People are beginning to realize that in order to stay healthy they need to introduce an exercise routine into their fast, technology-governed lives. Physical activity has numerous benefits including keeping you slim, eliminating stress, reducing the risk of diabetes and cardiovascular disease, and keeping your muscles and bones strong. But did you know that exercise can help improve your cognitive functions as well?
If you are struggling with the early stages of a cognitive illness, developing a workout routine can help prevent these diseases from progressing further. If you are a professional caregiver or a family member, inspiring seniors to exercise could make all the difference in their struggle against these terrible diseases.
Recent studies have shown that exercise may be instrumental in battling cognitive diseases such as Alzheimer’s and dementia. Physical activity increases the number of blood vessels that supply the brain with blood and strengthens the connection between nerve cells. Because of this, senior citizens should aim to introduce a workout routine into their everyday lives.
But let’s face the fact that not many seniors have the strength or stamina to start weightlifting or do complex cardio exercises right away. However, strength and stamina improve as your workout regime progresses and you build more muscle strength. In order to get started, here are some of the easiest yet most beneficial exercises for seniors or any age.
Stretching in itself might not be as beneficial as other exercises on this list, but is an integral part of any injury-free workout. Stretching helps improve flexibility and is instrumental in preventing injury during some of the more complex workouts. This is why you should always stretch before moving onto any other exercise.
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You won’t believe how beneficial a simple walk around the neighborhood can be for staying mentally and physically fit. Walking vastly benefits your joints, as it keeps them strong and flexible.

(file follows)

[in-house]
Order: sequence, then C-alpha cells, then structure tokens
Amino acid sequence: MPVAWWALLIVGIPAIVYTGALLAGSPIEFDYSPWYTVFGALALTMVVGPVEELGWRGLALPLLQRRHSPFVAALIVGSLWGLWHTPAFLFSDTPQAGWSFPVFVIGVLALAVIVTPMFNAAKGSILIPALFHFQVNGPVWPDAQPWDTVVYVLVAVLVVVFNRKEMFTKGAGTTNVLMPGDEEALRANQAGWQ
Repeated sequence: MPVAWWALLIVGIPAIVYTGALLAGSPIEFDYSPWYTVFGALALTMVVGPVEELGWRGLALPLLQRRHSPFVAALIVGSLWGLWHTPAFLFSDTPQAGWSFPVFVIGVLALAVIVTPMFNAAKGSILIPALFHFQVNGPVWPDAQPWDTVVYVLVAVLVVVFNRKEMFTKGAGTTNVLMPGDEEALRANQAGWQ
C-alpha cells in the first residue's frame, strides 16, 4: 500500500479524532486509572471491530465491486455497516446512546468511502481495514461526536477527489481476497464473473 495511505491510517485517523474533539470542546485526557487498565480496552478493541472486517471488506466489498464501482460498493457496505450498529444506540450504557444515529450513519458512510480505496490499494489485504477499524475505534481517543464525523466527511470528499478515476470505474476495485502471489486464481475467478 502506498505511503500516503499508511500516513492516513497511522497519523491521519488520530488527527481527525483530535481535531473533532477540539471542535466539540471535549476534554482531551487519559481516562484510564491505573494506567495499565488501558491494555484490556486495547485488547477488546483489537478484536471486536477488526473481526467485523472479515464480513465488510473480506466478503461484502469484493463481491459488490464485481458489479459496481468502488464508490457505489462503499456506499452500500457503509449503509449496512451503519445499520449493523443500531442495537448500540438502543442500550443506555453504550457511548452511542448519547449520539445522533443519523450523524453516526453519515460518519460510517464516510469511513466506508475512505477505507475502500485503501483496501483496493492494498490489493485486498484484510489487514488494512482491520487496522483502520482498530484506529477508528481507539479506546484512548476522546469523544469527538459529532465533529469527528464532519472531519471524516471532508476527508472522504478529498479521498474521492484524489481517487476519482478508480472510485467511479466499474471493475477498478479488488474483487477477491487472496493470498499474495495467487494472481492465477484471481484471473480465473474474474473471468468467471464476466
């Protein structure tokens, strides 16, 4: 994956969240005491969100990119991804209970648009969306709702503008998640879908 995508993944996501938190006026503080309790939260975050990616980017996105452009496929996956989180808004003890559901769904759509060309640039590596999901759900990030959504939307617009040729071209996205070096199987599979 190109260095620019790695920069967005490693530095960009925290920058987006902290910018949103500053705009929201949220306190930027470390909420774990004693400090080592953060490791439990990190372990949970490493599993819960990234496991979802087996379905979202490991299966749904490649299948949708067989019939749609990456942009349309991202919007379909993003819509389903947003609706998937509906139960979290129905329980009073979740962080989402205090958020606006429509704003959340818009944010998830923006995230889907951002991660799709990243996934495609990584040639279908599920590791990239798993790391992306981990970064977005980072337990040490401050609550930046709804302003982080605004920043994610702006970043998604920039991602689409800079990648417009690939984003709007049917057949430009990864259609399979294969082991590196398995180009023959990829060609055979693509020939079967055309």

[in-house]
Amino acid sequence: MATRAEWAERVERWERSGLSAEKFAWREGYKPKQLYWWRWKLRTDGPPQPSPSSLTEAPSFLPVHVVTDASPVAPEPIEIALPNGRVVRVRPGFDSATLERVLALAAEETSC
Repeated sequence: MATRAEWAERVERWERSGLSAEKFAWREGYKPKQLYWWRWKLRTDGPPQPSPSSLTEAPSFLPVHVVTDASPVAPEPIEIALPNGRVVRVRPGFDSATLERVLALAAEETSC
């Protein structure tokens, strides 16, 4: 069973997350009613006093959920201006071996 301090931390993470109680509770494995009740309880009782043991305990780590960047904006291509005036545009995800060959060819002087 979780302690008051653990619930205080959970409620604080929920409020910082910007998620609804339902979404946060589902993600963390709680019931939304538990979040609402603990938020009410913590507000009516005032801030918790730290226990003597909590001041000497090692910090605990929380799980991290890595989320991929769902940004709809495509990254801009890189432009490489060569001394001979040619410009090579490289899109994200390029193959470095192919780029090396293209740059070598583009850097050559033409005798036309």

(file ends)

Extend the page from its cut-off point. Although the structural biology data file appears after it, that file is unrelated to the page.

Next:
The best thing is that you don’t need any special preparation aside from some stretching. You can just go out and take a walk whenever you feel like it.
All the equipment you need is a pair of comfortable and supportive walking shoes. Also, pay attention to your posture and try to keep your shoulders back and relaxed.
Swimming provides all the muscles in your body with a good workout. It is a good alternative to intense exercises but is just as effective. Swimming helps relieve stress on your joints and bones and improves limb flexibility. Thanks to indoor pools, you can exercise even during cold or rainy days. What makes swimming especially appealing to seniors is that the risk of injury is minimal.
There are numerous reasons why Yoga is good for both the mind and the body, which is why it became extremely popular with seniors in the recent years. The best thing about it is that you don’t need any experience and you can easily adjust the pace to suit you.
Cycling has the added benefit of feeling the breeze of fresh air on your face. However, if you don’t feel comfortable facing the heavy traffic, a stationary bike has the same benefits. Cycling is not just good for your cognitive functions, it also helps ease the pain caused by arthritis and improves blood pressure.
While the details on how much exercise improves your cognitive functions are scarce, there’s no doubt that it does help keep these diseases from advancing. Regular exercise benefits the brain and the whole body, which is why it is as important for seniors as for any other age. Staying mentally and physically fit will ensure you live a longer, better life.